During the campaign, you responded to a series of questions posed by representatives of the scientific community. When asked about long-term investment in federally funded scientific research, you responded by saying that “scientific advances do require long-term investment” and “that we must have programs such as a viable space program and institutional research that serves as incubators to innovation and the advancement of science and engineering in a number of fields.” CNSF agrees with you. Indeed, long-term investment in all fields of study are essential to the nation’s continued advancement in science, engineering, and innovation.
In the following document, we would like to submit recommendations to you and your transition team. We certainly appreciate your consideration of these suggested actions and welcome the opportunity to work with the administration to realize the recommendations included in this transition document. Your transition team may contact Amy Scott at email@example.com or Erin Heath at firstname.lastname@example.org.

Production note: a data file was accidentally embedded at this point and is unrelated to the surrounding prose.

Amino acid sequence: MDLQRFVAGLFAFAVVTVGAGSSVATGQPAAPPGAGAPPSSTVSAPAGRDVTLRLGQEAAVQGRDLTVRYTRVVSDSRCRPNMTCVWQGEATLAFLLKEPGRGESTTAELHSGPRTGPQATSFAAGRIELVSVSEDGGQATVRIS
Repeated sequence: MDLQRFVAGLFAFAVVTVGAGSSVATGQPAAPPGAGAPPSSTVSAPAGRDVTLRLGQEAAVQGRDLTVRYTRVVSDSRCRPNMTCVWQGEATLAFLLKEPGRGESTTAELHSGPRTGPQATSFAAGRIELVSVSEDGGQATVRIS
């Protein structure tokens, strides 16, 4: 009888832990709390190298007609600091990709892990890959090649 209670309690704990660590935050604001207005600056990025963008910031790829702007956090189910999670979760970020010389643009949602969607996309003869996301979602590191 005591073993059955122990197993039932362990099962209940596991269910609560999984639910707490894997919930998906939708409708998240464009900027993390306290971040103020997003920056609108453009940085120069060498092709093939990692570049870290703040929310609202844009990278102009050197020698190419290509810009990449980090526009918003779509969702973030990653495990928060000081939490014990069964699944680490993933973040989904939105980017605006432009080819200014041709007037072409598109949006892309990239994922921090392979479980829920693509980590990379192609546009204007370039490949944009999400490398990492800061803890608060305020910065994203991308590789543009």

Amy M. Scott
Association of American Universities
American Association for the Advancement of Science
The Coalition for National Science Funding (CNSF) is an alliance of 130 professional organizations, scientific societies, universities, and businesses united in our advocacy for the National Science Foundation (NSF). CNSF supports the goal of increasing the national investment in NSF’s research and educational programs in response to the scientific, technological, and economic challenges facing the United States. CNSF appreciates the opportunity to submit the following process and policy recommendations to President-elect Trump and the transition team.